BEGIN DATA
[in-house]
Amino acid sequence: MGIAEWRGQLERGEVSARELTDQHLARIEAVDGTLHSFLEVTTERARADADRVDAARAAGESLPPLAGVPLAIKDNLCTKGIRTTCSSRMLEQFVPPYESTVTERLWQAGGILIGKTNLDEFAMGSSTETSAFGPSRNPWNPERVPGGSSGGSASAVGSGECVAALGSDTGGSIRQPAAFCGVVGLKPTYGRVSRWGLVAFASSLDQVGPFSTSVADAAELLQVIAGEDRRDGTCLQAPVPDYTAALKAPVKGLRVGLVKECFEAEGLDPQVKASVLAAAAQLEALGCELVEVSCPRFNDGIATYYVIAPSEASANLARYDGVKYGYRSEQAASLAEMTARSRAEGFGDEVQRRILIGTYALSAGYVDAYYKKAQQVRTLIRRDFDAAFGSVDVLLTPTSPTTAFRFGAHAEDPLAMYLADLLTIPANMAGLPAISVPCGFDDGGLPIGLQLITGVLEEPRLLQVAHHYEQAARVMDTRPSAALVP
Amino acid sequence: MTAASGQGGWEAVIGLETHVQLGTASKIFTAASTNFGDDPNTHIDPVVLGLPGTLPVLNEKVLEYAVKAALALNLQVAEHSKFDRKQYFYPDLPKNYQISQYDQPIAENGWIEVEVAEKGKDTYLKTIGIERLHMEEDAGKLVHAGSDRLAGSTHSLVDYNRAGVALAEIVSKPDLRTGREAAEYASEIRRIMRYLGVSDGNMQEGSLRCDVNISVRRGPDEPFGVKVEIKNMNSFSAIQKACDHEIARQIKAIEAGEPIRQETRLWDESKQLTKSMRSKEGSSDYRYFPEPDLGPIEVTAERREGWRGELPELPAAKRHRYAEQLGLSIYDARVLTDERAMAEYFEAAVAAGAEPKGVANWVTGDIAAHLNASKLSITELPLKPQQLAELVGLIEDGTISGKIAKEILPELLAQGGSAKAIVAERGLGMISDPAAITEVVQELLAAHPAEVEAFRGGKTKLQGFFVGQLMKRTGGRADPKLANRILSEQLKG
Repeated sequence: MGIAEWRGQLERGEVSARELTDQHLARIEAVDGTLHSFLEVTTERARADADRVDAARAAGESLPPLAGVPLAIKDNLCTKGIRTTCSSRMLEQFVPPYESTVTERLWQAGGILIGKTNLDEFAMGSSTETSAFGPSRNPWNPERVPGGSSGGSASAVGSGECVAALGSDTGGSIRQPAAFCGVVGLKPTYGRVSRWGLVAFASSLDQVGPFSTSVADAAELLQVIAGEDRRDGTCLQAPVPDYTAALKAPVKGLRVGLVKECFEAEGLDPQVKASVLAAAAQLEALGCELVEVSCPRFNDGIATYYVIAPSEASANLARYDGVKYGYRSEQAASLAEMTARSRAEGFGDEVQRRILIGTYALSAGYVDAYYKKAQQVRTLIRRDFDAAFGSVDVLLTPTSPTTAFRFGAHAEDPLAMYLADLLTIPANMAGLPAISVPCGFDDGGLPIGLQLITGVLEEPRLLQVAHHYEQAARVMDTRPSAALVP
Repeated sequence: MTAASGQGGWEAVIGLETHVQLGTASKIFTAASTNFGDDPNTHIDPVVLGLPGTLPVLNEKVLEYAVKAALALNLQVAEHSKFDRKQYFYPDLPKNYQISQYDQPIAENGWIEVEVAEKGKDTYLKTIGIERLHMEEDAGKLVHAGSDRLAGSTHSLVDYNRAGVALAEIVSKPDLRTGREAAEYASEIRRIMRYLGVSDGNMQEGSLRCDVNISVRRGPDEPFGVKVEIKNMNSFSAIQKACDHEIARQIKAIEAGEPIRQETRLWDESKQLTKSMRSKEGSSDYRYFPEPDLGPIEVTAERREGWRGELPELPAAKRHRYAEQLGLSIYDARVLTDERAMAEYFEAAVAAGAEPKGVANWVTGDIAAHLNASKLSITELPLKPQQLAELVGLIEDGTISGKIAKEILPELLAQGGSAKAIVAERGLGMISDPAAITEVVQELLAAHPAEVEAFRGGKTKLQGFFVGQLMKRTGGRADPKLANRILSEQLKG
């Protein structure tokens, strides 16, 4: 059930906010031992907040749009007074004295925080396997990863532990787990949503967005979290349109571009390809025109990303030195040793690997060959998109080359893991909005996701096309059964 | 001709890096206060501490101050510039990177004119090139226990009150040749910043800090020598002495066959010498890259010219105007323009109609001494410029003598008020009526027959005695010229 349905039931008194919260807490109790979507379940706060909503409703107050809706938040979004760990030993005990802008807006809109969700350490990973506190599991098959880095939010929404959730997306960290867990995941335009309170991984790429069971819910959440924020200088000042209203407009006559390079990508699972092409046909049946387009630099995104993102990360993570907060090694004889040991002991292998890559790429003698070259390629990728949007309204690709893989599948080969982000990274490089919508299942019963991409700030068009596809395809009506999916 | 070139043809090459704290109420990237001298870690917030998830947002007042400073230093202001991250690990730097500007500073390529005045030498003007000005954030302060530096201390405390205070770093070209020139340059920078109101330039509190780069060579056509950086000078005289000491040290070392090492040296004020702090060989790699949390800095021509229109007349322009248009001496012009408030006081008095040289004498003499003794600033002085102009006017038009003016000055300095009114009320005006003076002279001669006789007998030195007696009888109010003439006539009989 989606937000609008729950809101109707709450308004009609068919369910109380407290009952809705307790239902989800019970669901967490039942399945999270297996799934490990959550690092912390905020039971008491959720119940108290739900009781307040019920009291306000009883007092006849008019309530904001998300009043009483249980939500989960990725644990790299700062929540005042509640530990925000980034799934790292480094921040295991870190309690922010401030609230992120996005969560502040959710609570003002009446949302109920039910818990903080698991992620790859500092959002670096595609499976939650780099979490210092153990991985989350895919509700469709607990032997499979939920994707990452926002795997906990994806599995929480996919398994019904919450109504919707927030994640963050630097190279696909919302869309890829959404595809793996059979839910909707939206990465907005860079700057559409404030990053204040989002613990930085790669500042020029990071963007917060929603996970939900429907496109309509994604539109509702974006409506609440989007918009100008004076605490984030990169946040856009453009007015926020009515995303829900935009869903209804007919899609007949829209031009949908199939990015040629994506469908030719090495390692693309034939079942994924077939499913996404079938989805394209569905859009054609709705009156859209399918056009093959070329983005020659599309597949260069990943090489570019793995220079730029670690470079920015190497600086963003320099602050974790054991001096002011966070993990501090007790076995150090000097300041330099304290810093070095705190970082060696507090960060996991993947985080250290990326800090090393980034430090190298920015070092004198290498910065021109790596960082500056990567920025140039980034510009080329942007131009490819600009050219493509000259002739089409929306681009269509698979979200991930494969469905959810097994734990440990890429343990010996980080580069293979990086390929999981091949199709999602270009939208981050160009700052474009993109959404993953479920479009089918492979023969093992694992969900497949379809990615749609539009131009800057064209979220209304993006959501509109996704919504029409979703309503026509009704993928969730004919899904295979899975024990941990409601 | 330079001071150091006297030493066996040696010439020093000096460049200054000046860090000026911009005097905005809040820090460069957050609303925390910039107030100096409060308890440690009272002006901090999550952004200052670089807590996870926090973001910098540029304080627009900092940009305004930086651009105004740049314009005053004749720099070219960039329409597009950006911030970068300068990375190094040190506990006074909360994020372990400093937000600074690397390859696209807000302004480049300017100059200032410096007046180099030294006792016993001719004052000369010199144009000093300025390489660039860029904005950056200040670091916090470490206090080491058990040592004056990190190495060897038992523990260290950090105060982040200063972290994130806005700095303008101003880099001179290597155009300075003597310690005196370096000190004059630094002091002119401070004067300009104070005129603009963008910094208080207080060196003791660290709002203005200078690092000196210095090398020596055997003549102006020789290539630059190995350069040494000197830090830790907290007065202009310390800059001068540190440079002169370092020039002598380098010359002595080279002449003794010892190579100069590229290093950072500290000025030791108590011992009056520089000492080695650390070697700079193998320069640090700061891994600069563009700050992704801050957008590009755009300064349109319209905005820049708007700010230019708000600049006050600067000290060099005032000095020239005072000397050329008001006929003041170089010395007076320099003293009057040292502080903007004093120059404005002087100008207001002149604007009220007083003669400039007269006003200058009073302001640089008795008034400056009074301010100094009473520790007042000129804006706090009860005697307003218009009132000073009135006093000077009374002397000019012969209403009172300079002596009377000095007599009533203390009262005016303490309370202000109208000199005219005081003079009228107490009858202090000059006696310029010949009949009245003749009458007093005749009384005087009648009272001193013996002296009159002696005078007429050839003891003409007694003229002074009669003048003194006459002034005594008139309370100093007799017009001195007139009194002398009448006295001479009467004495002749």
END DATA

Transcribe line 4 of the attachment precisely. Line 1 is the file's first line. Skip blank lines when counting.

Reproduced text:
Repeated sequence: MGIAEWRGQLERGEVSARELTDQHLARIEAVDGTLHSFLEVTTERARADADRVDAARAAGESLPPLAGVPLAIKDNLCTKGIRTTCSSRMLEQFVPPYESTVTERLWQAGGILIGKTNLDEFAMGSSTETSAFGPSRNPWNPERVPGGSSGGSASAVGSGECVAALGSDTGGSIRQPAAFCGVVGLKPTYGRVSRWGLVAFASSLDQVGPFSTSVADAAELLQVIAGEDRRDGTCLQAPVPDYTAALKAPVKGLRVGLVKECFEAEGLDPQVKASVLAAAAQLEALGCELVEVSCPRFNDGIATYYVIAPSEASANLARYDGVKYGYRSEQAASLAEMTARSRAEGFGDEVQRRILIGTYALSAGYVDAYYKKAQQVRTLIRRDFDAAFGSVDVLLTPTSPTTAFRFGAHAEDPLAMYLADLLTIPANMAGLPAISVPCGFDDGGLPIGLQLITGVLEEPRLLQVAHHYEQAARVMDTRPSAALVP